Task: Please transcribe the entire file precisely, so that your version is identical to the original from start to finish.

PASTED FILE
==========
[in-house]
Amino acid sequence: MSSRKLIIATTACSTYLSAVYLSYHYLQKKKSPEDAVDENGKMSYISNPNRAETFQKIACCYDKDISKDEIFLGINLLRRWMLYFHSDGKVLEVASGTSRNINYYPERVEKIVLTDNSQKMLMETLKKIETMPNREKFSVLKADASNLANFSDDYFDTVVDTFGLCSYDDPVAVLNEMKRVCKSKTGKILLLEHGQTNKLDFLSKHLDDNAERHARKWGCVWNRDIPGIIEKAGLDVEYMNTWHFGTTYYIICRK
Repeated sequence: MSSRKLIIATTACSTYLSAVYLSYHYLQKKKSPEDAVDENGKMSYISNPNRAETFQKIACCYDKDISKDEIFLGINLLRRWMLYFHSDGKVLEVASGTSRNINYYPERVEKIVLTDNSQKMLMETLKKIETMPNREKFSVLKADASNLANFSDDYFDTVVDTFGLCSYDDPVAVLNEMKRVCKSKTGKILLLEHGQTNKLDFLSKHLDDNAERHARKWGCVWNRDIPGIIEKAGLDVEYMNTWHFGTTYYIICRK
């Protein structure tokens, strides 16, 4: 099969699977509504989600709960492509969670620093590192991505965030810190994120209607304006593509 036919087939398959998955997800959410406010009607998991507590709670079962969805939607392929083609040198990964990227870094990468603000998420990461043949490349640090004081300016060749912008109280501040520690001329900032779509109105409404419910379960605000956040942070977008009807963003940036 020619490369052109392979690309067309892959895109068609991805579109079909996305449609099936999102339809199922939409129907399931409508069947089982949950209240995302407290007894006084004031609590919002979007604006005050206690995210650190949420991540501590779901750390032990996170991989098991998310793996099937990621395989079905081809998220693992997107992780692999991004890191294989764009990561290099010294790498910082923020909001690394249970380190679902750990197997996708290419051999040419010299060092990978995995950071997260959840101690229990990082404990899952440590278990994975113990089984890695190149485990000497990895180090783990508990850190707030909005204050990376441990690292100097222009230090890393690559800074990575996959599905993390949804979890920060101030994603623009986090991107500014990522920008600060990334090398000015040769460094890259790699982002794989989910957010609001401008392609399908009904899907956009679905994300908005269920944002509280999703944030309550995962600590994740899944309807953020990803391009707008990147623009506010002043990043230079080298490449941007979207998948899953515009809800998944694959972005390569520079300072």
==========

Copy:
[in-house]
Amino acid sequence: MSSRKLIIATTACSTYLSAVYLSYHYLQKKKSPEDAVDENGKMSYISNPNRAETFQKIACCYDKDISKDEIFLGINLLRRWMLYFHSDGKVLEVASGTSRNINYYPERVEKIVLTDNSQKMLMETLKKIETMPNREKFSVLKADASNLANFSDDYFDTVVDTFGLCSYDDPVAVLNEMKRVCKSKTGKILLLEHGQTNKLDFLSKHLDDNAERHARKWGCVWNRDIPGIIEKAGLDVEYMNTWHFGTTYYIICRK
Repeated sequence: MSSRKLIIATTACSTYLSAVYLSYHYLQKKKSPEDAVDENGKMSYISNPNRAETFQKIACCYDKDISKDEIFLGINLLRRWMLYFHSDGKVLEVASGTSRNINYYPERVEKIVLTDNSQKMLMETLKKIETMPNREKFSVLKADASNLANFSDDYFDTVVDTFGLCSYDDPVAVLNEMKRVCKSKTGKILLLEHGQTNKLDFLSKHLDDNAERHARKWGCVWNRDIPGIIEKAGLDVEYMNTWHFGTTYYIICRK
């Protein structure tokens, strides 16, 4: 099969699977509504989600709960492509969670620093590192991505965030810190994120209607304006593509 036919087939398959998955997800959410406010009607998991507590709670079962969805939607392929083609040198990964990227870094990468603000998420990461043949490349640090004081300016060749912008109280501040520690001329900032779509109105409404419910379960605000956040942070977008009807963003940036 020619490369052109392979690309067309892959895109068609991805579109079909996305449609099936999102339809199922939409129907399931409508069947089982949950209240995302407290007894006084004031609590919002979007604006005050206690995210650190949420991540501590779901750390032990996170991989098991998310793996099937990621395989079905081809998220693992997107992780692999991004890191294989764009990561290099010294790498910082923020909001690394249970380190679902750990197997996708290419051999040419010299060092990978995995950071997260959840101690229990990082404990899952440590278990994975113990089984890695190149485990000497990895180090783990508990850190707030909005204050990376441990690292100097222009230090890393690559800074990575996959599905993390949804979890920060101030994603623009986090991107500014990522920008600060990334090398000015040769460094890259790699982002794989989910957010609001401008392609399908009904899907956009679905994300908005269920944002509280999703944030309550995962600590994740899944309807953020990803391009707008990147623009506010002043990043230079080298490449941007979207998948899953515009809800998944694959972005390569520079300072």